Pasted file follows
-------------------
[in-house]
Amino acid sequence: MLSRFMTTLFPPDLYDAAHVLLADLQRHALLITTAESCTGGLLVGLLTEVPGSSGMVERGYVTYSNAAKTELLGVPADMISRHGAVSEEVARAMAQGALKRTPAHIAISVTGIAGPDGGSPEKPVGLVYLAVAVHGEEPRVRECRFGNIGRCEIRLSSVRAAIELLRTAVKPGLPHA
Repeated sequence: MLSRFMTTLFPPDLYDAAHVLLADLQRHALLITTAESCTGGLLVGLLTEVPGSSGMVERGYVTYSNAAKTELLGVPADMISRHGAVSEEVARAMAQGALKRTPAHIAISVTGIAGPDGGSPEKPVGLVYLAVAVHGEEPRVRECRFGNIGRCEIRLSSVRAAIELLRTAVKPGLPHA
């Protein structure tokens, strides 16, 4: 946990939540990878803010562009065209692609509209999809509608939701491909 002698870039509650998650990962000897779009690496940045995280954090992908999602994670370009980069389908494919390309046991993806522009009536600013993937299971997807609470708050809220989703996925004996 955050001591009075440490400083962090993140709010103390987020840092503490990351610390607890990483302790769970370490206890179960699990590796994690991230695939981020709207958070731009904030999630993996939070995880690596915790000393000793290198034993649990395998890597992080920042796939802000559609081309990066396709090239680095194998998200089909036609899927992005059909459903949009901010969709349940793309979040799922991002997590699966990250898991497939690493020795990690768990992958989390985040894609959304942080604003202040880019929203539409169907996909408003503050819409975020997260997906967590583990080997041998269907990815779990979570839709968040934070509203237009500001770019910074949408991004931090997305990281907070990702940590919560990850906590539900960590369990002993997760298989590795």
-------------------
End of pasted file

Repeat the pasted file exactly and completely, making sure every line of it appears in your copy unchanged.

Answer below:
[in-house]
Amino acid sequence: MLSRFMTTLFPPDLYDAAHVLLADLQRHALLITTAESCTGGLLVGLLTEVPGSSGMVERGYVTYSNAAKTELLGVPADMISRHGAVSEEVARAMAQGALKRTPAHIAISVTGIAGPDGGSPEKPVGLVYLAVAVHGEEPRVRECRFGNIGRCEIRLSSVRAAIELLRTAVKPGLPHA
Repeated sequence: MLSRFMTTLFPPDLYDAAHVLLADLQRHALLITTAESCTGGLLVGLLTEVPGSSGMVERGYVTYSNAAKTELLGVPADMISRHGAVSEEVARAMAQGALKRTPAHIAISVTGIAGPDGGSPEKPVGLVYLAVAVHGEEPRVRECRFGNIGRCEIRLSSVRAAIELLRTAVKPGLPHA
């Protein structure tokens, strides 16, 4: 946990939540990878803010562009065209692609509209999809509608939701491909 002698870039509650998650990962000897779009690496940045995280954090992908999602994670370009980069389908494919390309046991993806522009009536600013993937299971997807609470708050809220989703996925004996 955050001591009075440490400083962090993140709010103390987020840092503490990351610390607890990483302790769970370490206890179960699990590796994690991230695939981020709207958070731009904030999630993996939070995880690596915790000393000793290198034993649990395998890597992080920042796939802000559609081309990066396709090239680095194998998200089909036609899927992005059909459903949009901010969709349940793309979040799922991002997590699966990250898991497939690493020795990690768990992958989390985040894609959304942080604003202040880019929203539409169907996909408003503050819409975020997260997906967590583990080997041998269907990815779990979570839709968040934070509203237009500001770019910074949408991004931090997305990281907070990702940590919560990850906590539900960590369990002993997760298989590795």